Skip to comments.RI's Chafee Leads, As 9 States, DC Vote
Posted on 09/12/2006 7:00:07 PM PDT by VU4G10
Moderate Republican Sen. Lincoln Chafee of Rhode Island, his political career at risk from a more conservative challenger, led in early returns Tuesday in a contest that could be crucial in the larger fight for control of Congress.
With 3 percent of precincts reporting, Chafee had 2,735 votes, or 55 percent, to Cranston Mayor Steve Laffey's 2,241 votes, or 45 percent.
The last big day of primaries before the November elections also brought intriguing Democratic contests for Senate in Maryland and a House seat in Minnesota. In all, nine states and the District of Columbia voted, with the other states including Arizona, Delaware, New Hampshire, New York, Vermont and Wisconsin.
In Rhode Island, Chafee won support from the Republican establishment, even though he has consistently bucked the Bush administration and the GOP-led Congress on the environment and abortion, and was the lone Republican to vote against the use of military force in Iraq.
(AP) This photo provided by the candidate shows Republican challenger for Arizona's Eighth Congressional... Full Image
But if he loses the primary, polls show Democratic nominee Sheldon Whitehouse, a former attorney general, would be the likely winner in the fall. With Democrats hopeful they can gain the six seats needed to win control in the Senate, that makes the seat critical.
Polls a month before the primary showed the two Republicans running even.
The House race in Arizona for a seat left open by retiring moderate GOP Rep. Jim Kolbe also has drawn national money and interest. Eleven major-party candidates for the seat that stretches from Tucson to the Mexican border were entered in the party primaries.
National GOP leaders angered Republican candidates when they jumped into the race to support state Rep. Steve Huffman, a moderate who in a recent poll was trailing a former state lawmaker, Randy Graf.
Party officials have expressed concerns Graf may be too conservative to win the seat in November.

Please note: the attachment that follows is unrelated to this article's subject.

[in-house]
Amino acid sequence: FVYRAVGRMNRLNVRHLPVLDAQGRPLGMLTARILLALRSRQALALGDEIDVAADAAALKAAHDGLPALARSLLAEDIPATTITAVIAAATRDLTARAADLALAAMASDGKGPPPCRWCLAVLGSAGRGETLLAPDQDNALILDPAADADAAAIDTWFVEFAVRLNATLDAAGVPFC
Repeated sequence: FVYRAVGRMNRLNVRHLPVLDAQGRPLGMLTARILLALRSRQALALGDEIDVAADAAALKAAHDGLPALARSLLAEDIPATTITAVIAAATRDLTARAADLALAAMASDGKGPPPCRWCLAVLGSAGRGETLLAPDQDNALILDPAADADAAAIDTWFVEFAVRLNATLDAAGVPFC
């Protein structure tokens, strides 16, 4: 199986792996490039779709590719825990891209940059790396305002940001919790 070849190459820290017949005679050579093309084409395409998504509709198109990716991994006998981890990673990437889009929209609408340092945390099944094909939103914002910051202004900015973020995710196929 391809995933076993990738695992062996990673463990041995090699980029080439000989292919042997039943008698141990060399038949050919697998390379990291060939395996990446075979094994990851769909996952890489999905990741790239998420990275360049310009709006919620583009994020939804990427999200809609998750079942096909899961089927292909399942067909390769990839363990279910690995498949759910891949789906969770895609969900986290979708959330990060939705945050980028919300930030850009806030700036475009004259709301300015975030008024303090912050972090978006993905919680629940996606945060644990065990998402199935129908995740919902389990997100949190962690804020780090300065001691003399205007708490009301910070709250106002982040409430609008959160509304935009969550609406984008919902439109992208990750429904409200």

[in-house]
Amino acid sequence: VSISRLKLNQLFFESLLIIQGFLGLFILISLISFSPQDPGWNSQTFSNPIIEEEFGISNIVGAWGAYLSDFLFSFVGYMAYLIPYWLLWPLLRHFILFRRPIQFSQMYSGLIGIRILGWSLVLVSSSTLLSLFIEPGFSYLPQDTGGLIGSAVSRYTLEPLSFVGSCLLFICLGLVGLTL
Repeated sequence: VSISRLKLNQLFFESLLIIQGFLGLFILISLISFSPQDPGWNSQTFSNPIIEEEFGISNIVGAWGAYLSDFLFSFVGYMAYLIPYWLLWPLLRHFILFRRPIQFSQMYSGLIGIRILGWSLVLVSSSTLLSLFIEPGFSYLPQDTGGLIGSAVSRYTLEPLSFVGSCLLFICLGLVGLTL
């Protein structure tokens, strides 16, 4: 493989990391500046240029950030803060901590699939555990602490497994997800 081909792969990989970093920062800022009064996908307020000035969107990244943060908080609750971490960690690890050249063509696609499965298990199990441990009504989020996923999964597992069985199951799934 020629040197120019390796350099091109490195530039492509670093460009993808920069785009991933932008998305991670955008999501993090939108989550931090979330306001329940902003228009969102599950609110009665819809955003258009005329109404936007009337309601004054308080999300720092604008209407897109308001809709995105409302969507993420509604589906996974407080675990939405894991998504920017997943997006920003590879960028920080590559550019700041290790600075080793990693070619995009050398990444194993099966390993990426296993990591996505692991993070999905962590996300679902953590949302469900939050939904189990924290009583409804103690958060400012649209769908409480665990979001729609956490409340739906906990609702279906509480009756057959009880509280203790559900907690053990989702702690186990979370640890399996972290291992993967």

(AP) Rep. Jim Kolbe, R-Ariz, speaks during a press conference in the American University of Beirut,... Full Image
The two leading Democratic contenders are former state legislator Gabrielle Giffords and former local television anchor Patty Weiss.
In Maryland, Democrats decided between Rep. Ben Cardin and Kweisi Mfume, former head of the NAACP, for a Senate candidate to fill Paul Sarbanes' seat. The winner will face GOP Lt. Gov. Michael Steele, who - if he won - would be the lone black Republican in the Senate. He has nine rivals for the Republican nomination but is expected to win easily.
Judges extended voting hours in Baltimore and nearby Montgomery County by one hour because of problems that delayed the opening of some polling places. Officials said some election judges did not show up on time and others had trouble getting into the facilities.
In Minnesota, Democrats were picking among four candidates for a House seat in a district that includes Minneapolis. The party backed state legislator Keith Ellison, who would be Congress's first Muslim member if he won. But Ellison found himself in a tough, four-way battle.
- District of Columbia voters choose between City Council member Adrian M. Fenty and longtime council Chairman Linda W. Cropp in the mayoral primary. In heavily Democratic Washington, the primary is tantamount to the general election.
- New York Attorney General Eliot Spitzer looked to be coasting to a primary win for governor against Nassau County Executive Tom Suozzi. Spitzer is expected to easily win in the fall. And one-term Sen. Hillary Clinton faced a long shot anti-war candidate in the primary.
- Also in New York, the Democratic primary for attorney general pits former federal Housing Secretary Andrew Cuomo - son of former Gov. Mario Cuomo - against Mark Green, the former New York City Public Advocate.
- In Vermont, Rep. Bernie Sanders won the Democratic nomination for Senate. Sanders, who plans to run as an independent, aims to win the seat of retiring Sen. James Jeffords, the Senate's lone independent. Three Republicans sought the GOP nomination, with businessman Richard Tarrant leading in early returns.
Only an AP writer would consider Chafee "moderate."
Graf too conservative?
But they just couldn't resist the now obligatory reference to Steele as "if he won - would be the lone black Republican in the Senate. "
That is the third time I've seen that exact phrase in different stories today
That God it's only 3%. Hopefully he will come on strong.
Moderate my you know what. He is a liberal. There is NOTHING Republician about him.
That's so misleading to say Chafee leads when 3% of the vote is in.
He's left of a number of Senate Democrats...
Yeah, I've noticed that too. Well, the Democrats have one "lone" black Senator, and if Steele was elected that would still be only two overall. The GOP would have 50% of the black Senators, to look at it differently.
He votes to organize the Senate with the Republicans.
He votes for cloture of Democrat filibusters.
That is much better than any Democrat from Rhode Island would do.
ACU rating of 12 = solid liberal.
Moderate would be for someone around at least 40.
The ACU ratings for 2005 are enlightening.
2006 = 2005
Based on ACU ratings, the following are well to the right of Chafee and in moderate territory:
Ben Nelson (60)
The following, while still clearly at least leaning liberal, are still quite a bit to the right of Chafee:
Bill Nelson (20)
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